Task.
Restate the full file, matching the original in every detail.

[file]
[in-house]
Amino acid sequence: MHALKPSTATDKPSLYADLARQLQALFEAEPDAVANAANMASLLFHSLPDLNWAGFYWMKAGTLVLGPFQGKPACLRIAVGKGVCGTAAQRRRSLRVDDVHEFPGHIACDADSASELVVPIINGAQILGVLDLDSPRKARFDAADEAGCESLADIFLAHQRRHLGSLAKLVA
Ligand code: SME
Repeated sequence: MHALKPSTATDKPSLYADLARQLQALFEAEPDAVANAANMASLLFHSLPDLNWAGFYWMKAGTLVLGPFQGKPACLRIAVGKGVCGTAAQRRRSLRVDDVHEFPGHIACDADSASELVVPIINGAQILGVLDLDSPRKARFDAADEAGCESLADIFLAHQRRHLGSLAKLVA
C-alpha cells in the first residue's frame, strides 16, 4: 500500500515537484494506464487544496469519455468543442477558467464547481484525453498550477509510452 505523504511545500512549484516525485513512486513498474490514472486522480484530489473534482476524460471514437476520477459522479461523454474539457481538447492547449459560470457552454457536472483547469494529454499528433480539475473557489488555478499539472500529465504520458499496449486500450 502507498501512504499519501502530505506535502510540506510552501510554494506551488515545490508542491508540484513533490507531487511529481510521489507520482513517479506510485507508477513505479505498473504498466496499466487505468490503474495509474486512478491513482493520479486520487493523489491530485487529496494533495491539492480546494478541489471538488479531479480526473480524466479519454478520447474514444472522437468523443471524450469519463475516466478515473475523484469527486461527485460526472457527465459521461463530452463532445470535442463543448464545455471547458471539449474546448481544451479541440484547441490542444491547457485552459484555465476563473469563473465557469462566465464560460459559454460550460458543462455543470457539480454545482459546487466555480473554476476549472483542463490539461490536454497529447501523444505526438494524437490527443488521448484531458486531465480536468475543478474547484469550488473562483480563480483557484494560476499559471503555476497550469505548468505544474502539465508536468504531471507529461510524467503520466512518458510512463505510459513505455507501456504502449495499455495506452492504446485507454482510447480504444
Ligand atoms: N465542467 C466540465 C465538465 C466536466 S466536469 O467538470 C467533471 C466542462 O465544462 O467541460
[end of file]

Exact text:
[in-house]
Amino acid sequence: MHALKPSTATDKPSLYADLARQLQALFEAEPDAVANAANMASLLFHSLPDLNWAGFYWMKAGTLVLGPFQGKPACLRIAVGKGVCGTAAQRRRSLRVDDVHEFPGHIACDADSASELVVPIINGAQILGVLDLDSPRKARFDAADEAGCESLADIFLAHQRRHLGSLAKLVA
Ligand code: SME
Repeated sequence: MHALKPSTATDKPSLYADLARQLQALFEAEPDAVANAANMASLLFHSLPDLNWAGFYWMKAGTLVLGPFQGKPACLRIAVGKGVCGTAAQRRRSLRVDDVHEFPGHIACDADSASELVVPIINGAQILGVLDLDSPRKARFDAADEAGCESLADIFLAHQRRHLGSLAKLVA
C-alpha cells in the first residue's frame, strides 16, 4: 500500500515537484494506464487544496469519455468543442477558467464547481484525453498550477509510452 505523504511545500512549484516525485513512486513498474490514472486522480484530489473534482476524460471514437476520477459522479461523454474539457481538447492547449459560470457552454457536472483547469494529454499528433480539475473557489488555478499539472500529465504520458499496449486500450 502507498501512504499519501502530505506535502510540506510552501510554494506551488515545490508542491508540484513533490507531487511529481510521489507520482513517479506510485507508477513505479505498473504498466496499466487505468490503474495509474486512478491513482493520479486520487493523489491530485487529496494533495491539492480546494478541489471538488479531479480526473480524466479519454478520447474514444472522437468523443471524450469519463475516466478515473475523484469527486461527485460526472457527465459521461463530452463532445470535442463543448464545455471547458471539449474546448481544451479541440484547441490542444491547457485552459484555465476563473469563473465557469462566465464560460459559454460550460458543462455543470457539480454545482459546487466555480473554476476549472483542463490539461490536454497529447501523444505526438494524437490527443488521448484531458486531465480536468475543478474547484469550488473562483480563480483557484494560476499559471503555476497550469505548468505544474502539465508536468504531471507529461510524467503520466512518458510512463505510459513505455507501456504502449495499455495506452492504446485507454482510447480504444
Ligand atoms: N465542467 C466540465 C465538465 C466536466 S466536469 O467538470 C467533471 C466542462 O465544462 O467541460